Print Edition - 2014-12-24 | Main News
Crime can pay, but grassing pays more!
- Gold Smuggling
Dec 23, 2014-
The informants provide the leads, and they get a share of the loot. That is the model the government follows for nabbing smugglers. And the approach has been paying off.
The government has spent Rs16 million in tip-off reward to 15 people for recovering 35 kg gold worth Rs167 million. The amount was seized on several cases of gold smuggling in the past two years.
The recently amended Customs Regulations, implemented since July 13, states that 10 percent of the total worth of the seized goods is given to informants. While police officials catching the smugglers as well as the gold are awarded 20 percent of the property, they get 10 percent value of the seized yellow metal in reward if they fail to nab the carrier.
Earlier, an informant would get 15 percent of the total seized goods’ worth.
The authorities keep the informants’ details secret. According to Khim Bahadur Kunwar, director of the Department of Revenue Investigation, the information is recorded at the DRI before the gold is pursued. An informant is required to provide the number of their citizenship, passport or driving licence. Sometimes, the reward sum is paid before the gold is seized.
The reward has helped in foiling gold smuggling bids. Officials say there are a number of groups involved in the crime, who sometimes inform the police about another’s activities.
“All gold does not reach for investigation. Some cases are handled by the Customs Department,” said Kunwar.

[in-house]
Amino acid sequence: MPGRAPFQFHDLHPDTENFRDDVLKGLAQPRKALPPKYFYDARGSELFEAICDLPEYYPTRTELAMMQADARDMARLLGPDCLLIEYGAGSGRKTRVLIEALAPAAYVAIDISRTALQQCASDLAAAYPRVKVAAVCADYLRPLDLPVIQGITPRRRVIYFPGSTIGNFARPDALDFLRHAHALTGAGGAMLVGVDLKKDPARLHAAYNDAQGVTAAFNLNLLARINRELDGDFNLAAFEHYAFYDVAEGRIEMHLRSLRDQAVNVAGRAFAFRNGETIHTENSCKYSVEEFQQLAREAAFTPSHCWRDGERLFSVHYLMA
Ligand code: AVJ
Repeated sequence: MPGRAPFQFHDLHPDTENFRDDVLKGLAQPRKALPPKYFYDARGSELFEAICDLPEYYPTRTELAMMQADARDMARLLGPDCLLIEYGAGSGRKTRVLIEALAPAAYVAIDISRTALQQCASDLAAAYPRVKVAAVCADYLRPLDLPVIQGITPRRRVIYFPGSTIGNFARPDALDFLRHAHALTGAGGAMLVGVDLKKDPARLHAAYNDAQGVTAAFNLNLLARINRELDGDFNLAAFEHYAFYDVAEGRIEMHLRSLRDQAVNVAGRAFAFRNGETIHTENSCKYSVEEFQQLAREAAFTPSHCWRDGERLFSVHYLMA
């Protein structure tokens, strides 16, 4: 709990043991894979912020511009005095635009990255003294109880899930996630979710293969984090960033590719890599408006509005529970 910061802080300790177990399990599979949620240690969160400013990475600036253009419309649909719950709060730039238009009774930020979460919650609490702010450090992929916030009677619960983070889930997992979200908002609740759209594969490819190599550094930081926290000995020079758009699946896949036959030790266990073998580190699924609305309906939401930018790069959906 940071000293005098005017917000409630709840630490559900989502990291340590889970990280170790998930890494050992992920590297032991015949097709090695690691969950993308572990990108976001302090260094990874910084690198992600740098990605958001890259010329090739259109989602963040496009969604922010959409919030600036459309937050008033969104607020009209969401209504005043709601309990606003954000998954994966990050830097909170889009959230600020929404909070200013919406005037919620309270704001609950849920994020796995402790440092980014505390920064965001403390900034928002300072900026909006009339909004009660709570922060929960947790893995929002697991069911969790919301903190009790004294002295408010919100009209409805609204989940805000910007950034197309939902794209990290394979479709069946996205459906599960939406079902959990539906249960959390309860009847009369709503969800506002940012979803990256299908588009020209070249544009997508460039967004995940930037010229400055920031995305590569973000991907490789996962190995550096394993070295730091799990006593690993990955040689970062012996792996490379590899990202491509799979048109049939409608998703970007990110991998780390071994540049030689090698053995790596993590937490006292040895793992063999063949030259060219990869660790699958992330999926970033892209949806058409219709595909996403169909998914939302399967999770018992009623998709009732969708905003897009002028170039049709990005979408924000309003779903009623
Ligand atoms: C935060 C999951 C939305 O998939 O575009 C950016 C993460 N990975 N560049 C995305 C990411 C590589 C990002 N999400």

The gold seized by the police should reach the DRI within 24 hours. The office then sends it to Nepal Rastra Bank, which melts the metal to extract pure gold. The DRI then gets the pure gold back.
According to the Department of Revenue Investigation, a total of 116 kg gold, including the recent 23 kg gold seized from Jagati, Bhaktapur—caught on 23 occasions has been registered. The DRI has no record of incentives granted before August, 2012.
Nepal Police data show that around 284 kg gold was confiscated in the past three years, including 83 kg seized in 2012/13 and 90 kg caught in 2013/14. So far this year, 134 kg gold has been captured including Tuesday’s seizure.
The first commission—Rs 560,261—was granted for one kg gold seized on August 10, 2012 to three individuals. The highest sum, Rs 7,413,257, was given to an individual who tipped the smuggling of 16kg gold on May 17 last year.
The reward amount given to informants caught public attention after a dispute arose between the Central Investigation Bureau officials and the informants over the pay as the latter claimed Rs1,770,000 as tip-off reward for 35 kgs of the precious metal.
Police claim that the supposed informants did not tip off the CIB about any such consignment. The informants say police officials included their names as informants and were trying to gobble up the reward sum themselves.
Police sources say informants may be any former or incumbent security official or gang members too. In many cases, police believe, disgruntled group members tip them.
Since, the authorities keep the informants’ details secret, some say officials also include their family members as informants.
Held with 2 kg gold
Police on Sunday night held a man in Bhaktapur along with 2kg illegal gold. Indra Kumar Shrestha of Thimi was found to have smuggled the precious metal into Nepal from Tatopani on the Nepal-China border.
In his statement to the police, Shrestha said he was delivering the gold for a Chinese man in Nepal and was promised Rs 40,000 for the delivery.Also arrested was Tshering Tamang, 39, of Sindhupalchok, who was driving the vehicle.
Reward for tip-offs
Date Gold handed in Persons Amount
August 10, 2012 1 kg 3 Rs 560, 261
July 9, 2013 2 kg 2 Rs 1,029,121
July 9, 2013 5 kg 1 Rs 2,572,958
May 17, 2013 16 kg 1 Rs 7,413,257
October 21, 2013 2 kg 3 Rs 1,069,991
January 20, 2014 0.64 kg 1 Rs 304,904
May 18, 2014 4.83 kg 3 Rs 1,617,912
May 18, 2014 4 kg 1 Rs 1,787,970
Total: Rs 16,356,374
Published: 24-12-2014 09:19